AIDS and Behavior

, Volume 15, Issue 1, pp 30–44 | Cite as

Reducing HIV-Related Risk Behaviors Among Injection Drug Users in Residential Detoxification

  • Robert E. Booth
  • Barbara K. CampbellEmail author
  • Susan K. Mikulich-Gilbertson
  • Carrie J. Tillotson
  • Dongseok Choi
  • James Robinson
  • Donald A. Calsyn
  • Raul N. Mandler
  • Lindsay M. Jenkins
  • Laetitia L. Thompson
  • Catherine L. Dempsey
  • Michael R. Liepman
  • Dennis McCarty
Original Paper


This study of 632 drug injectors enrolled in eight residential detoxification centers within the National Drug Abuse Treatment Clinical Trials Network tested three interventions to reduce drug and sex risk behaviors. Participants were randomized to: (a) a two-session, HIV/HCV counseling and education (C&E) model added to treatment as usual (TAU), (b) a one-session, therapeutic alliance (TA) intervention conducted by outpatient counselors to facilitate treatment entry plus TAU, or (c) TAU. Significant reductions in drug and sex risk behaviors occurred for all three conditions over a 6-month follow-up period. C&E participants reported significantly greater rates of attending an HIV testing appointment, but this was not associated with better risk reduction outcomes. Reporting treatment participation within 2 months after detoxification and self-efficacy to practice safer injection behavior predicted reductions in injection risk behaviors. Findings indicate that participation in detoxification was followed by significant decreases in drug injection and risk behaviors for up to 6-months; interventions added to standard treatment offered no improvement in risk behavior outcomes.


Drug injection Risk reduction Treatment entry Detoxification 



The authors thank the staff at the eight participating treatment centers and the patients who were involved in the study. Cooperative agreements from the National Institute on Drug Abuse supported the study design and implementation and the collection and analysis of the data: Great Lakes Node (U10 DA13710), Northern New England Node (U10 DA15831), Oregon/Hawaii Node (U10 DA13036), Rocky Mountain Node (U10 DA13716), and Pacific Northwest Node (U10 DA13714). The study also received support from the Oregon Clinical and Translational Research Institute (UL1 RR024140) from the National Center for Research Resources (NCRR), a component of the National Institutes of Health (NIH), and NIH Roadmap for Medical Research.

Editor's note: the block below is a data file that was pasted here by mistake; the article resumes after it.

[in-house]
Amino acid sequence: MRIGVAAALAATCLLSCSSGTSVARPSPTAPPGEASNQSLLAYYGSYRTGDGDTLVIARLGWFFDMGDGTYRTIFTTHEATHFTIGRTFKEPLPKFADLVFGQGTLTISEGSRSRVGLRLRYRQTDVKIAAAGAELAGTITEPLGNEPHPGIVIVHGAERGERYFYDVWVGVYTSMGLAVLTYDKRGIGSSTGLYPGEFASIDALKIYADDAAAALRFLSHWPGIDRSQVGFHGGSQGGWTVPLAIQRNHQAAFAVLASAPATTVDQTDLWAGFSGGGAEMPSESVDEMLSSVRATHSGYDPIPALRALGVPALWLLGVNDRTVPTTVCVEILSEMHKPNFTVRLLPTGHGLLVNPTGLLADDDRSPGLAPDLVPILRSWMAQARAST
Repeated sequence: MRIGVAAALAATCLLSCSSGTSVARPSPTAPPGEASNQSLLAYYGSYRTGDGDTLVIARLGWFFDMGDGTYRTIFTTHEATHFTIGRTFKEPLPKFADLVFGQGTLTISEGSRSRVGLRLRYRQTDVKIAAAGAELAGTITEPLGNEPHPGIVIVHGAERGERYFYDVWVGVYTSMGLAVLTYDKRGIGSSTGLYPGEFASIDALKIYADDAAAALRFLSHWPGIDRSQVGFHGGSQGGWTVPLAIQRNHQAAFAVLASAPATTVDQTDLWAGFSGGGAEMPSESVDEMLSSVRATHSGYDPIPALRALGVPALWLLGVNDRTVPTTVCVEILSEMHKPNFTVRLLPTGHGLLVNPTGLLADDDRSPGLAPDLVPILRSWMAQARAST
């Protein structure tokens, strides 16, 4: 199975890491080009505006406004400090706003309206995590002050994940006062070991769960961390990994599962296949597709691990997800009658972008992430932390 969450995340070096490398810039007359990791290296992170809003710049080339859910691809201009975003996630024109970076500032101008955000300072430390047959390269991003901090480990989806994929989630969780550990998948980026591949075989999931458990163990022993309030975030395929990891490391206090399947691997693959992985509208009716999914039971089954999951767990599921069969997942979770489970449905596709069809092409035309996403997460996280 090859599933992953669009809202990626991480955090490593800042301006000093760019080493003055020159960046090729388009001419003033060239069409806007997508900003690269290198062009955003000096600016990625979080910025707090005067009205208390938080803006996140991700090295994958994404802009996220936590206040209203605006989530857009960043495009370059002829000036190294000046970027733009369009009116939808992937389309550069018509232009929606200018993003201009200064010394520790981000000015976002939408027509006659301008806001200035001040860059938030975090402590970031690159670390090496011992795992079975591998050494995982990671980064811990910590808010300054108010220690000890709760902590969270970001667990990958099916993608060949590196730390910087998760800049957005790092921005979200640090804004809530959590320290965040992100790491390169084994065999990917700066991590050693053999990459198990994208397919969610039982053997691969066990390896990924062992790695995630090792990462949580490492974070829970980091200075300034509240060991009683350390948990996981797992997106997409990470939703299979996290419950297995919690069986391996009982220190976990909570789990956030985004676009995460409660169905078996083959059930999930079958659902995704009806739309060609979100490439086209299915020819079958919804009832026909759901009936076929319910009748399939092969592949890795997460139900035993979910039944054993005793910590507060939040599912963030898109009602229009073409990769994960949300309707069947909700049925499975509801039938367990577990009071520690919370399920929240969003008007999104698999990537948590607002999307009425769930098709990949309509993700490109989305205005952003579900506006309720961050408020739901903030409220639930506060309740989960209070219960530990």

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Copyright information

© Springer Science+Business Media, LLC 2010

Authors and Affiliations

  • Robert E. Booth
    • 1
  • Barbara K. Campbell
    • 2
    Email author
  • Susan K. Mikulich-Gilbertson
    • 1
  • Carrie J. Tillotson
    • 3
  • Dongseok Choi
    • 2
  • James Robinson
    • 4
  • Donald A. Calsyn
    • 5
  • Raul N. Mandler
    • 8
  • Lindsay M. Jenkins
    • 6
    • 7
  • Laetitia L. Thompson
    • 1
  • Catherine L. Dempsey
    • 1
    • 9
  • Michael R. Liepman
    • 10
  • Dennis McCarty
    • 2
  1. 1.Department of PsychiatryUniversity of ColoradoDenverUSA
  2. 2.Department of Public Health and Preventive MedicineOregon Health and Science UniversityPortlandUSA
  3. 3.Oregon Clinical and Translational Research InstituteOregon Health and Science UniversityPortlandUSA
  4. 4.Nathan S. Kline Institute for Psychiatric ResearchOrangeburgUSA
  5. 5.Alcohol and Drug Abuse Institute and Department of Psychiatry & Behavioral SciencesUniversity of WashingtonSeattleUSA
  6. 6.Recovery Centers of King CountySeattleUSA
  7. 7.Alcohol and Drug Abuse InstituteUniversity of WashingtonSeattleUSA
  8. 8.Clinical Trials Network, National Institute on Drug AbuseBethesdaUSA
  9. 9.Department of PsychologyUniversity of ArizonaTucsonUSA
  10. 10.Department of PsychiatryMichigan State University/Kalamazoo Center for Medical StudiesKalamazooUSA

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